GENEVA (8 March 2018) – Welcoming rapprochement on the Korean peninsula, including possible discussions about denuclearisation, the UN Special Rapporteur, Tomás Ojea Quintana, called on the DPRK Government to take the opportunity to open up to UN human rights mechanisms.
“In looking back at the unprecedented tensions that marked the past year, the two Koreas must be commended for the efforts that led to the remarkable Olympic Truce that brought the two countries together in such a short period,” he said.
“I had always stressed that engagement with North Korea should never be underestimated, and also that human rights remain a priority, and must not be held hostage to the security situation. In this regard, I urge the DPRK to consolidate the rapprochement with a parallel opening to UN human rights monitoring.”
Ojea Quintana also noted that family reunion events, which have not taken place since October 2015, must resume without delay, given the average age of the 59,000 individuals registered in South Korea for reunion with their loved ones in the North is 81.
“One year ago”, the expert noted, “I urged the Human Rights Council to make sure that human rights in North Korea remains a top priority despite the rising tensions. Today, I am calling upon them to keep human rights their priority while taking advantage of the critical openings that the current political situation offers.”
In a report* to the Human Rights Council, Ojea Quintana highlighted a continuing pattern of violations, including restrictions on freedoms of expression, movement and access to information, as well as dire access to basic needs, including food rations. His findings on ill-treatment in detention, including of women in pre-trial detention, are also included, as well as the continuing pattern of forced repatriation of North Korean escapees, including children, from China.
“The international community has a responsibility to ensure that these critical issues remain on the agenda – the momentum is there, and it must be seized for meaningful human rights dialogue that can translate into concrete results, whether through mainstreaming of human rights concerns in further interactions or technical cooperation,” the Special Rapporteur said.
“My key message to the DPRK authorities remains the same and consistent: we have a common agenda, which is the advancement and promotion of the well-being of their people,” said the Special Rapporteur, whose mandate on the situation of human rights in the DPRK is rejected by the North Korean authorities.
Recalling that the Government has taken some important steps in the past year to re-engage UN human rights mechanisms, the expert added: “I urge the Government of the DPRK to continue on this path by taking a crucial step: open its frontiers to relevant UN human rights mechanisms.”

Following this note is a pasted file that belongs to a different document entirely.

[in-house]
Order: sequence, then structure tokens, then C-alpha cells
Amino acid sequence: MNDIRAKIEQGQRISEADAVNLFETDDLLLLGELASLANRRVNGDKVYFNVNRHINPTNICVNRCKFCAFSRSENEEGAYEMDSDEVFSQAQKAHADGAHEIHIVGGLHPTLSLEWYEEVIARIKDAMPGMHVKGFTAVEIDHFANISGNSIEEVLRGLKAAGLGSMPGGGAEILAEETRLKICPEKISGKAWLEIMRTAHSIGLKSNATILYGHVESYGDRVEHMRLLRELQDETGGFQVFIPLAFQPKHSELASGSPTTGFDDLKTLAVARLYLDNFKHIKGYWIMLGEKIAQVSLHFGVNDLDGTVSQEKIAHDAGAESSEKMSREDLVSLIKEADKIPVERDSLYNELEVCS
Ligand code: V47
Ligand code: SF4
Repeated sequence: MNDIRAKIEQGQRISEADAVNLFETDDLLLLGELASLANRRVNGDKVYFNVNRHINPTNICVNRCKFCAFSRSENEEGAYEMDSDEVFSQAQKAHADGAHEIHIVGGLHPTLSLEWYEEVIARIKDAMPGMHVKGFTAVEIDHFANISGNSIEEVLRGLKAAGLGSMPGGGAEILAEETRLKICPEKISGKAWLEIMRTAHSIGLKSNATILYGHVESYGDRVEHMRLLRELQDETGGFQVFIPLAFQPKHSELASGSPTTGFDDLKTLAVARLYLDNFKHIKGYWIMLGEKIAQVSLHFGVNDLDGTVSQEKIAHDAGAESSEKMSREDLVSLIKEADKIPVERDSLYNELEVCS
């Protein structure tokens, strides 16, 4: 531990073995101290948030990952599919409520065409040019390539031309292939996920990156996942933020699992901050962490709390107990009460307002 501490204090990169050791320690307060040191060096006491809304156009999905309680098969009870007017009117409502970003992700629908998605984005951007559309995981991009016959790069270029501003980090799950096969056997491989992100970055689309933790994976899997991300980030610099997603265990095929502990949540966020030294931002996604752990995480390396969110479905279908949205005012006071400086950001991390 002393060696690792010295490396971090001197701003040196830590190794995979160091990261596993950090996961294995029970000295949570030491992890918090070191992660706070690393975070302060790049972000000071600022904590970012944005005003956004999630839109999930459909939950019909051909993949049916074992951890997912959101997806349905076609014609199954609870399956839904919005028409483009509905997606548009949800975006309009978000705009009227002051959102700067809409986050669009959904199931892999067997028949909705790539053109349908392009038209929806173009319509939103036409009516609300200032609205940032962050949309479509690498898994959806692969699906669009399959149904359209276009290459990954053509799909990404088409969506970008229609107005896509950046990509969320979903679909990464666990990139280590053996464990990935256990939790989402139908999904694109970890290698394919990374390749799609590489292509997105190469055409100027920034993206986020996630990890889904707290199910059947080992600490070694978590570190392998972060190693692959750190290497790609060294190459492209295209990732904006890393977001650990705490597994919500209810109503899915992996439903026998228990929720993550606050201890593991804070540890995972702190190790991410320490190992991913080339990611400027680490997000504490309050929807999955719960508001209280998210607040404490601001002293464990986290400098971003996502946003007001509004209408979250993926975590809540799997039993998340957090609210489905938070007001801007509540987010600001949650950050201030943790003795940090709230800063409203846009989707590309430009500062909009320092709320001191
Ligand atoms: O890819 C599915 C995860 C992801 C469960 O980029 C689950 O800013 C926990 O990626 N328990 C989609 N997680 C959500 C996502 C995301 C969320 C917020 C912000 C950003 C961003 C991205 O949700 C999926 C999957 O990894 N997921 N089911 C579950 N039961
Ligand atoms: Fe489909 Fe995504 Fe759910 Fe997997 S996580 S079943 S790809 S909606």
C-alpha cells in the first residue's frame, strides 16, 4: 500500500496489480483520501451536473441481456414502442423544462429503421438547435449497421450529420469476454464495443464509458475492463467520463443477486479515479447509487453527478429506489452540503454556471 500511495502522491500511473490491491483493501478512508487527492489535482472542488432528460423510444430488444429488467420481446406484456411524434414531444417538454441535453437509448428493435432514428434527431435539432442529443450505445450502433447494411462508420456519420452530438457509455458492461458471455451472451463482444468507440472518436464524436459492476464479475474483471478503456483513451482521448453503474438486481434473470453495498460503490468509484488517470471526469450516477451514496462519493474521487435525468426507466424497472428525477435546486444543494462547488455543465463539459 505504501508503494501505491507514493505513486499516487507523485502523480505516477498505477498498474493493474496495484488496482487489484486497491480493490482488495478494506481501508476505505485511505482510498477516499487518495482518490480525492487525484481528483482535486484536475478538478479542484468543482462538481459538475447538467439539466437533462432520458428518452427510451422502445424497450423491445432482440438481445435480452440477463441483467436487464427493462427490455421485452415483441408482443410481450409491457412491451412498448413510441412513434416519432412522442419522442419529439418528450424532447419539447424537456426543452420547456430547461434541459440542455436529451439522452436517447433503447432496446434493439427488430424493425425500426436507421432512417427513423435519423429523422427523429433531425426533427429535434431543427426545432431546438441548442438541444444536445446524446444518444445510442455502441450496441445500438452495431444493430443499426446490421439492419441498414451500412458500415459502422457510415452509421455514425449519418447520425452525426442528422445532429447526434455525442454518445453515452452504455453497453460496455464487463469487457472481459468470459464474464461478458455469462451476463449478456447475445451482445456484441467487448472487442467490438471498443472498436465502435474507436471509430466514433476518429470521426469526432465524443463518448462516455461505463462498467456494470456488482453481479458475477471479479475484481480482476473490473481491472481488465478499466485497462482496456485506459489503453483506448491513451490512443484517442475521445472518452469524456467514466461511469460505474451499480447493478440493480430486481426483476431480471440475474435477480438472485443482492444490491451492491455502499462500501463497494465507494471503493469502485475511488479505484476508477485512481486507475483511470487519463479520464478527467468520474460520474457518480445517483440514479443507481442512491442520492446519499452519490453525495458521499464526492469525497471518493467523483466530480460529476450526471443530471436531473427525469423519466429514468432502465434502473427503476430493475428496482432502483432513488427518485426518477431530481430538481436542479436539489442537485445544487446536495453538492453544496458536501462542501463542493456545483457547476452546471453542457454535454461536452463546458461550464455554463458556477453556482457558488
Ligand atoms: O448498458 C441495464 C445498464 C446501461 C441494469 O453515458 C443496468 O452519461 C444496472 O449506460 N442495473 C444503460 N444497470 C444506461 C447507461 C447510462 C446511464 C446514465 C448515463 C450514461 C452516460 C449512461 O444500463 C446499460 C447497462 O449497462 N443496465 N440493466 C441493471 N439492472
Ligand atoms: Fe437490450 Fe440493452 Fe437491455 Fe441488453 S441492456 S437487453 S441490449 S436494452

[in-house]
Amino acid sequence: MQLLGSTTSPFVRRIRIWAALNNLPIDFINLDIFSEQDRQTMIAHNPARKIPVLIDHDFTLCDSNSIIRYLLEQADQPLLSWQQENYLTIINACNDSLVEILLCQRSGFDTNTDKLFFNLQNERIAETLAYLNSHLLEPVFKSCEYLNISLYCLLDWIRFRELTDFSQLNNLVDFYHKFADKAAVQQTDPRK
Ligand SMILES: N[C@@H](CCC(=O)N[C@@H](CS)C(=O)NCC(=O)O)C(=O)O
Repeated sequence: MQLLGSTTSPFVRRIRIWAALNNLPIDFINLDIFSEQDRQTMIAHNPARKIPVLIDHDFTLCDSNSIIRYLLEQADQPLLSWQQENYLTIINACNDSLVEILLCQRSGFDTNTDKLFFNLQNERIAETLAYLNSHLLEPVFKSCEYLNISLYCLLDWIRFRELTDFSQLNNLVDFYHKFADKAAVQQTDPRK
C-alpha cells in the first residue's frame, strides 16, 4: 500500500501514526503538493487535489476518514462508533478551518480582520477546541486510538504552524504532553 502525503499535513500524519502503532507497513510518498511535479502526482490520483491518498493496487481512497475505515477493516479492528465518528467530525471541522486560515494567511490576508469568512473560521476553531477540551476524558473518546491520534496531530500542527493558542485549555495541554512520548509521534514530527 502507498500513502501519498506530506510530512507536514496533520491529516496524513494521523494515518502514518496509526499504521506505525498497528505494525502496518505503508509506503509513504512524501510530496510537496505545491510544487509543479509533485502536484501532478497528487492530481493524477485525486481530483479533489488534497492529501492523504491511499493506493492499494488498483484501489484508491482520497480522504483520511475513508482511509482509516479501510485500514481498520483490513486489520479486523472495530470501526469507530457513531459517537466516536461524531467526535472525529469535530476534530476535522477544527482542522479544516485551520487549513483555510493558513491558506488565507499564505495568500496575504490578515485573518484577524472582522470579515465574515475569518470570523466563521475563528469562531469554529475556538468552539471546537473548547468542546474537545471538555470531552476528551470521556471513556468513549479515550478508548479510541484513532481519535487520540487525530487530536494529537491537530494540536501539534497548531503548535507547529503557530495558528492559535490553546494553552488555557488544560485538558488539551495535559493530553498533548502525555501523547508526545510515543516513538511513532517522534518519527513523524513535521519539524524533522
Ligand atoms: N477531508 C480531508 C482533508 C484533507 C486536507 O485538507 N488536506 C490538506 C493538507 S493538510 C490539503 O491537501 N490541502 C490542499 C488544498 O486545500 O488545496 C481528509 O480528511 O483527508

The Special Rapporteur will report to the Human Rights Council on his findings on 12 March (AM). A press conference will be held at 11:30am on Monday 12 March, in press room 3, Palais des Nations.
(*) Check the advance edited report by the Special Rapporteur (A/HRC/ 37/69)
Mr. Tomás OJEA QUINTANA (Argentina) was designated as the Special Rapporteur on the situation of human rights in the DPRK by the UN Human Rights Council in 2016. Mr. Ojea Quintana, a lawyer with more than 20 years of experience in human rights, worked for the Inter-American Commission of Human Rights, and represented the Argentinian NGO “Abuelas de Plaza de Mayo” in cases concerning child abduction during the military regime. He is a former Head of OHCHR human rights programme in Bolivia, and served as the UN Special Rapporteur on the situation of human rights in Myanmar from 2008 to 2014.
The Special Rapporteurs are part of what is known as the Special Procedures of the Human Rights Council. Special Procedures, the largest body of independent experts in the UN Human Rights system, is the general name of the Council’s independent fact-finding and monitoring mechanisms that address either specific country situations or thematic issues in all parts of the world. Special Procedures’ experts work on a voluntary basis; they are not UN staff and do not receive a salary for their work. They are independent from any government or organization and serve in their individual capacity.
For more information and media requests please contact Olga Nakajo (+ 41 22 928 9348 / firstname.lastname@example.org)
For media inquiries related to other UN independent experts:
Jeremy Laurence, UN Human Rights – Media Unit (+ 41 22 917 9383 / email@example.com)
This year is the 70th anniversary of the Universal Declaration of Human Rights, adopted by the UN on 10 December 1948. The Universal Declaration – translated into a world record 500 languages – is rooted in the principle that “all human beings are born free and equal in dignity and rights.” It remains relevant to everyone, every day. In honour of the 70th anniversary of this extraordinarily influential document, and to prevent its vital principles from being eroded, we are urging people everywhere to Stand Up for Human Rights: www.standup4humanrights.org